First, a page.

Home » Crisis highlighted during second homes tax discussion
Education Pembrokeshire Politics West Wales

Crisis highlighted during second homes tax discussion

Castle Beach Tenby (Pic: Gareth Davies Photography)

“DRASTIC measures” are needed to tackle the housing crisis in places like Tenby that have seen the number of pupils at Ysgol Greenhill drop by 400, councillors heard.

Members of Pembrokeshire County Council’s Policy and Pre-decision Overview and Scrutiny Committee were due to discuss a recent council consultation on possible changes in council tax premiums for second homes and empty properties at their meeting of September 19.

Pembrokeshire currently charges a 100 per cent premium, but Welsh Government changes allow up to a 300 per cent rate.

The matter had been expected to be discussed at full council next month, but at the outset of the agenda item, councillors were told that, following a recent members’ budget seminar, the decision had been taken to delay the item to the December meeting.

Speaking at the meeting, Cabinet Member for Corporate Finance, Councillor Alec Cormack said the extra time before any decision was made “makes sense”.

He said there was “a great deal of sympathy” with views the Welsh Government increase in the number of days holiday lets needed to be let – from 70 to 182 – was “a very huge jump”.

“The council has a discretionary power to possibly lower that threshold; however, we would take the responsibility policing that scheme and defending it from any questions from residents.

“I do remain to be convinced it is the responsibility of Pembrokeshire to correct what I see as a Welsh Government problem.”

He told members there was a huge increase in the number of homeless people in the county: “Homelessness has risen 800 per cent since 2015, there are 677 people in temporary accommodation, the addition cost of that increase for ’23-’24 is likely to be £900,000.”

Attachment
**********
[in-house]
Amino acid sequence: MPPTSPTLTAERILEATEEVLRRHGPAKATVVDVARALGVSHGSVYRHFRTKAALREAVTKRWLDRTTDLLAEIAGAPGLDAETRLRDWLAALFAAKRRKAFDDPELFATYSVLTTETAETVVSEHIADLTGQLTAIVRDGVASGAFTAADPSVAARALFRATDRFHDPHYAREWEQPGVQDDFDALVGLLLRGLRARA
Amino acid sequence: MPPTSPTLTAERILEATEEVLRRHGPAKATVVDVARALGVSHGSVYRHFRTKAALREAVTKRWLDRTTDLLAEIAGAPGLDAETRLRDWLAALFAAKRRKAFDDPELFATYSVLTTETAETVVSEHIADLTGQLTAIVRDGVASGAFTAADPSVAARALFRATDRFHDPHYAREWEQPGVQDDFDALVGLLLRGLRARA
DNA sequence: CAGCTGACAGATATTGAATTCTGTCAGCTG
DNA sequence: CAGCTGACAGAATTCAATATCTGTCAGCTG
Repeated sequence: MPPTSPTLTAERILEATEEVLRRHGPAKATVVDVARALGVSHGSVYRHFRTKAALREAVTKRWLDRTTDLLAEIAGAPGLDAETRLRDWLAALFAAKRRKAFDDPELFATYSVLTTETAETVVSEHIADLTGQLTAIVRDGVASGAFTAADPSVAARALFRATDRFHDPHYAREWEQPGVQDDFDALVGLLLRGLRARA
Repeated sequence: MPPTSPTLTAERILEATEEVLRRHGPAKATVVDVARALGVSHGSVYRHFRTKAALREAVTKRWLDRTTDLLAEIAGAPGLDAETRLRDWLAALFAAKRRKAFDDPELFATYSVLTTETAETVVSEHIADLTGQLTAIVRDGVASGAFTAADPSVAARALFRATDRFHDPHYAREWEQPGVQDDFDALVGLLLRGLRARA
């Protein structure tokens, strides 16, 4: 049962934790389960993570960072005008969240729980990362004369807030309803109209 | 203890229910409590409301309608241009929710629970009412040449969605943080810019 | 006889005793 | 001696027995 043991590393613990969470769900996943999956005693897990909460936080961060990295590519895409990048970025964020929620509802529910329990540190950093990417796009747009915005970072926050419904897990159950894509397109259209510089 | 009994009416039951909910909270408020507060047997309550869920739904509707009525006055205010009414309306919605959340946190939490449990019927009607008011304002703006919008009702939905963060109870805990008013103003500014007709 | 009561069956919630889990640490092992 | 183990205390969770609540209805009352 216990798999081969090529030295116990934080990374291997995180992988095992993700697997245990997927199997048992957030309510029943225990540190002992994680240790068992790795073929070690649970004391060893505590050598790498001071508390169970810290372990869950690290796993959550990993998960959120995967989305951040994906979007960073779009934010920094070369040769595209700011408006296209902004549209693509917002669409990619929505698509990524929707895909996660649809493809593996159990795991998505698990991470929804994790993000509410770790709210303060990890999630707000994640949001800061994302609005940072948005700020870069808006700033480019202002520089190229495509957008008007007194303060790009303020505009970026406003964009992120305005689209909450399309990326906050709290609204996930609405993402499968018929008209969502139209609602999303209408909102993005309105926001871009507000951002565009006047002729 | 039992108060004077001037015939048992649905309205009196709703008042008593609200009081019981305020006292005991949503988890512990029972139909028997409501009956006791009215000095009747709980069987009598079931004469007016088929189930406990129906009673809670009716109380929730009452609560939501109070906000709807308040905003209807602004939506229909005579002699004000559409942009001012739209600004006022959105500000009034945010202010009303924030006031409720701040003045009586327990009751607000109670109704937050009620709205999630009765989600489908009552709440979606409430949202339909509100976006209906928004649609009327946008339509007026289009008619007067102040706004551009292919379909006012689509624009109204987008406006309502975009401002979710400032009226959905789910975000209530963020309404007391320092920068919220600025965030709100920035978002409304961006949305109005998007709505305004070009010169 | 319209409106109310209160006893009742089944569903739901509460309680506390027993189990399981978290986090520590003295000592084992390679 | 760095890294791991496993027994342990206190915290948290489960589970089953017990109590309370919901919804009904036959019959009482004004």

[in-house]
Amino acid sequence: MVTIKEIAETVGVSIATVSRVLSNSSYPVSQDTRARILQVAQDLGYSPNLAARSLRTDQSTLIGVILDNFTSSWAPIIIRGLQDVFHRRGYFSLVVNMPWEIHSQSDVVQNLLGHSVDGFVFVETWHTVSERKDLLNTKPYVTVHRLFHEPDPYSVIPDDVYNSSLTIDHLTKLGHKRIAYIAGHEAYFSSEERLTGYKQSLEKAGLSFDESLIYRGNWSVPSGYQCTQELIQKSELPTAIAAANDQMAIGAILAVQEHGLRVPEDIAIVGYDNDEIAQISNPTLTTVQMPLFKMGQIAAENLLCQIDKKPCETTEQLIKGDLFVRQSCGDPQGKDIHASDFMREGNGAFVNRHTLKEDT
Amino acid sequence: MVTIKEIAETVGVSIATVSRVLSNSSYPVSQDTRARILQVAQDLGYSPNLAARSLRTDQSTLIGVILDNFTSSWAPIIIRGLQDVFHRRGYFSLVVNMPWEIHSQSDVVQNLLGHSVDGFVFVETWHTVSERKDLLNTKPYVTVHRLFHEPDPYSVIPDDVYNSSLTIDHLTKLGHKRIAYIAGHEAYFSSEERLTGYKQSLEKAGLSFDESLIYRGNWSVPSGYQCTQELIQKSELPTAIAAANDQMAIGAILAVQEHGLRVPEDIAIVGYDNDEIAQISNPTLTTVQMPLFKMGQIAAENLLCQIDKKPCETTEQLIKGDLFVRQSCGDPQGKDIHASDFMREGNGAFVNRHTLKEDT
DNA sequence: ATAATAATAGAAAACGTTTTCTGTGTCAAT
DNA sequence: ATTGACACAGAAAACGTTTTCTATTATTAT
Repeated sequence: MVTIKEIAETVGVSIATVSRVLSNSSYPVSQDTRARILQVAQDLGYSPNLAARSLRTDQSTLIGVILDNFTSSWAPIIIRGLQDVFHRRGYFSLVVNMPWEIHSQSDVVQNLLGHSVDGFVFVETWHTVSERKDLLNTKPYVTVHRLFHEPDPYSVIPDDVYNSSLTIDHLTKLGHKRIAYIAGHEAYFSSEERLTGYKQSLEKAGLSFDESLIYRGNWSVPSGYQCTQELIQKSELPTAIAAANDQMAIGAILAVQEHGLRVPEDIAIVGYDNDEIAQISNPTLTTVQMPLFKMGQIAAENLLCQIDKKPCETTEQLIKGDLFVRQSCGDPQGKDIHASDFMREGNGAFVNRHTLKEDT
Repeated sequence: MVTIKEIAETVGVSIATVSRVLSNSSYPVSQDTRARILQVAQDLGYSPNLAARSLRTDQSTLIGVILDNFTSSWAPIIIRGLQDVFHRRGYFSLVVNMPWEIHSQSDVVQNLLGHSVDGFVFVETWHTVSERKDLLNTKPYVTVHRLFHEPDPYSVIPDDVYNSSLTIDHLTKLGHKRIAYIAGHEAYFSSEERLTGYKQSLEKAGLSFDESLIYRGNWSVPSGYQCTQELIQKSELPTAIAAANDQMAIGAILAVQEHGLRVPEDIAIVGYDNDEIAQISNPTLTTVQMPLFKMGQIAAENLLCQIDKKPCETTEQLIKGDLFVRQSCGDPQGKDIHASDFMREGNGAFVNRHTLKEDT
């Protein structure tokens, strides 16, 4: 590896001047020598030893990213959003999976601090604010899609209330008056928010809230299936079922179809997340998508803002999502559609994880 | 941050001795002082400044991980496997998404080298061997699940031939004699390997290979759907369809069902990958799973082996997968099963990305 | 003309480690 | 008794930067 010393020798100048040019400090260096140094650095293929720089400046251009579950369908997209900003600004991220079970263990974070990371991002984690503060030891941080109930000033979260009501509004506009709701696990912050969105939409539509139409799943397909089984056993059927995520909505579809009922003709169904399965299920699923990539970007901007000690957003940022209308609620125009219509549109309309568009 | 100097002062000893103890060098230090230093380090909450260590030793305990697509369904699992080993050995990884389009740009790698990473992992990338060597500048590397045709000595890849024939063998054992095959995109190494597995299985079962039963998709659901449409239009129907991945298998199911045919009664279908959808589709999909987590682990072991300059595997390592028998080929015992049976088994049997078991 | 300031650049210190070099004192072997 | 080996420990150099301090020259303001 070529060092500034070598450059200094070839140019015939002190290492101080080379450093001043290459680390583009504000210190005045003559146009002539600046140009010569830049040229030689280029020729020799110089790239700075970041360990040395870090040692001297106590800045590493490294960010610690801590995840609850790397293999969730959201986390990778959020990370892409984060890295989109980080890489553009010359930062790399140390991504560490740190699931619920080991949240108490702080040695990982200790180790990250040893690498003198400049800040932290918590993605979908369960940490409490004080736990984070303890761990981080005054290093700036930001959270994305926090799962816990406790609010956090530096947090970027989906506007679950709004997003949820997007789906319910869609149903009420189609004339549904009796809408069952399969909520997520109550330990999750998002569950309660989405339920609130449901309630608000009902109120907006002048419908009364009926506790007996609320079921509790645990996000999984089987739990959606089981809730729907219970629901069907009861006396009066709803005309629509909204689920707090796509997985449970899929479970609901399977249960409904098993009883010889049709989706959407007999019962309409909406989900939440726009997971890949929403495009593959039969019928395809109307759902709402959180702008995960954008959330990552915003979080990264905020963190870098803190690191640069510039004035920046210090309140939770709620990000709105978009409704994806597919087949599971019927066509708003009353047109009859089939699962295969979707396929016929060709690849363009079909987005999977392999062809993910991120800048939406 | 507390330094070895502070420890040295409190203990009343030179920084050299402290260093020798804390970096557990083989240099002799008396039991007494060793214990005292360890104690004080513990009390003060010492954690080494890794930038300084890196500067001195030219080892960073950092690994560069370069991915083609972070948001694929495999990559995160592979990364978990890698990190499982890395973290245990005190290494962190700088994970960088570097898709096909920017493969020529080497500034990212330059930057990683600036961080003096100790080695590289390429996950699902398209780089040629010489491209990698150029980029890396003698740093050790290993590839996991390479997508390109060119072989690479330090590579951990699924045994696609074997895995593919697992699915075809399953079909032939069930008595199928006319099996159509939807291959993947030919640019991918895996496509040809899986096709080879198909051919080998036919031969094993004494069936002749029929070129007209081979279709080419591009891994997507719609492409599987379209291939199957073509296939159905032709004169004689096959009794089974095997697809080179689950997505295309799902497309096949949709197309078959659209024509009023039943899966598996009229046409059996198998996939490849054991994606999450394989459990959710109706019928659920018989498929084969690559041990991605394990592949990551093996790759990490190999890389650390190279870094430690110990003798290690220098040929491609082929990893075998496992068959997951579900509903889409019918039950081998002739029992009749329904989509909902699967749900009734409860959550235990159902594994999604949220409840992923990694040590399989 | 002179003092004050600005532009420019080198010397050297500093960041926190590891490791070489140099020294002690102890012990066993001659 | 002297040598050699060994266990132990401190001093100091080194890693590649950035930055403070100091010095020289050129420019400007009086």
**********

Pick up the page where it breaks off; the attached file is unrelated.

He said there was “a great deal of caution” about any changes in the second homes council tax premium, but there was a greater general agreement on tightening the rules on empty properties, of which there are currently 531 in Pembrokeshire.

Councillor Aled Thomas said: “We do need to do something quite dramatically; the solution would be to build more housing,” criticising the current administration’s record on house building.

He added: “Homelessness is, of course, a big thing. But despite asking I can’t get any data that it is Pembrokeshire people that are homeless; you could get on a bus to Pembrokeshire and declare yourself homeless and we must house you. How many of our own are homeless?

“I don’t agree with raising council tax any more than it is, both for single-use and for second homes, but there are things we can do on the issue of homelessness.”

Cllr Thomas suggested the issue of homelessness in the county could be eased through more relaxed planning policies and through allowing more caravans and chalets, reducing holidaymaker pressure on the housing stock locally.

Tenby councillor Michael Williams said: “I can understand Aled’s concerns about the influx of people into our communities, but I don’t see that in Tenby. I see a place people who are local are unable to get houses; the situation is utterly dire.”

Pembrokeshire county councillor Michael Williams (Pic: Pembrokeshire County Council)

Cllr Williams, who has been a proponent of the second homes tax premium since it was first introduced in Pembrokeshire, added: “The 800 per cent increase in homelessness is absolutely frightening; in the street I’m in 80 per cent are second homes. While the second homes [premium] is a blunt instrument it is beginning to have success, houses are being sold.”

He said two-bedroomed terraced houses in the town, being sold for £400,000, were being “gobbled up as a second home,” adding: “we’ve got to do something.

Tenby’s Ysgol Greenhill (Pic: Google Street View)

“Ysgol Greenhill had 1,300 pupils 10 years ago, that’s dropped by 400, simply because people don’t live here any more, the youngsters can’t get houses here; I think we’re in a dire straight we’ve really got to take drastic measures to support our communities and our young people.

“I never thought in Tenby we would see a hotel now being used as a homeless hostel, and I never thought I would see two food banks in Tenby, something has got to be done.

“182 days is reasonable; I think it has caused some problems, but not insurmountable problems.”

Pembrokeshire County Council will decide whether to increase council tax premiums in the financial year 2024/25 for second homes and long-term empty homes, at its full Council meeting on December 14.